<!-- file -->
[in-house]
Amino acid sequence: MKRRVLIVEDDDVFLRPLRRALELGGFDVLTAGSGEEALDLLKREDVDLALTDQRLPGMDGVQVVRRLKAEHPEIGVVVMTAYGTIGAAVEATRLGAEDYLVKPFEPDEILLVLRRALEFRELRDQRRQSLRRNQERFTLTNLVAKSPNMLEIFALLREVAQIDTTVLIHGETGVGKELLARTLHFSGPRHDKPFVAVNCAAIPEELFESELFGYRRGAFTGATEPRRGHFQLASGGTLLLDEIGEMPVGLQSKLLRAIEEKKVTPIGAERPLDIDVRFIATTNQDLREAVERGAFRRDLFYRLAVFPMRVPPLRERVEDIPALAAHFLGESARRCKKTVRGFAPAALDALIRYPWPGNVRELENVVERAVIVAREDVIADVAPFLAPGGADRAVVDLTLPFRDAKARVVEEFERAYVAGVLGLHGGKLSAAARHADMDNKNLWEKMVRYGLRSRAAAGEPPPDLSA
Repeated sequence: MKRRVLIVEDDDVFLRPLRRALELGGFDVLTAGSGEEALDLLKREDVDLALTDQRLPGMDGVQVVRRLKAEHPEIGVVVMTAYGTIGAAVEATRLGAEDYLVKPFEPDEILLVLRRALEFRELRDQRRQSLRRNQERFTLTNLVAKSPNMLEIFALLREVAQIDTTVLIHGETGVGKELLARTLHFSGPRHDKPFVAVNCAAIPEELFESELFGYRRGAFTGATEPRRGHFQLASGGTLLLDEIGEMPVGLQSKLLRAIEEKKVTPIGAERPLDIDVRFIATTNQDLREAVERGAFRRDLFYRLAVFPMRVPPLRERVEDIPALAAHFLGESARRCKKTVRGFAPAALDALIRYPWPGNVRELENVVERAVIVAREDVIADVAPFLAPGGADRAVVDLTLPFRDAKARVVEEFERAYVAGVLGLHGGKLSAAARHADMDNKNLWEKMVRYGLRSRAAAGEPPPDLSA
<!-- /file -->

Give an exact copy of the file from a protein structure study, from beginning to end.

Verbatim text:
[in-house]
Amino acid sequence: MKRRVLIVEDDDVFLRPLRRALELGGFDVLTAGSGEEALDLLKREDVDLALTDQRLPGMDGVQVVRRLKAEHPEIGVVVMTAYGTIGAAVEATRLGAEDYLVKPFEPDEILLVLRRALEFRELRDQRRQSLRRNQERFTLTNLVAKSPNMLEIFALLREVAQIDTTVLIHGETGVGKELLARTLHFSGPRHDKPFVAVNCAAIPEELFESELFGYRRGAFTGATEPRRGHFQLASGGTLLLDEIGEMPVGLQSKLLRAIEEKKVTPIGAERPLDIDVRFIATTNQDLREAVERGAFRRDLFYRLAVFPMRVPPLRERVEDIPALAAHFLGESARRCKKTVRGFAPAALDALIRYPWPGNVRELENVVERAVIVAREDVIADVAPFLAPGGADRAVVDLTLPFRDAKARVVEEFERAYVAGVLGLHGGKLSAAARHADMDNKNLWEKMVRYGLRSRAAAGEPPPDLSA
Repeated sequence: MKRRVLIVEDDDVFLRPLRRALELGGFDVLTAGSGEEALDLLKREDVDLALTDQRLPGMDGVQVVRRLKAEHPEIGVVVMTAYGTIGAAVEATRLGAEDYLVKPFEPDEILLVLRRALEFRELRDQRRQSLRRNQERFTLTNLVAKSPNMLEIFALLREVAQIDTTVLIHGETGVGKELLARTLHFSGPRHDKPFVAVNCAAIPEELFESELFGYRRGAFTGATEPRRGHFQLASGGTLLLDEIGEMPVGLQSKLLRAIEEKKVTPIGAERPLDIDVRFIATTNQDLREAVERGAFRRDLFYRLAVFPMRVPPLRERVEDIPALAAHFLGESARRCKKTVRGFAPAALDALIRYPWPGNVRELENVVERAVIVAREDVIADVAPFLAPGGADRAVVDLTLPFRDAKARVVEEFERAYVAGVLGLHGGKLSAAARHADMDNKNLWEKMVRYGLRSRAAAGEPPPDLSA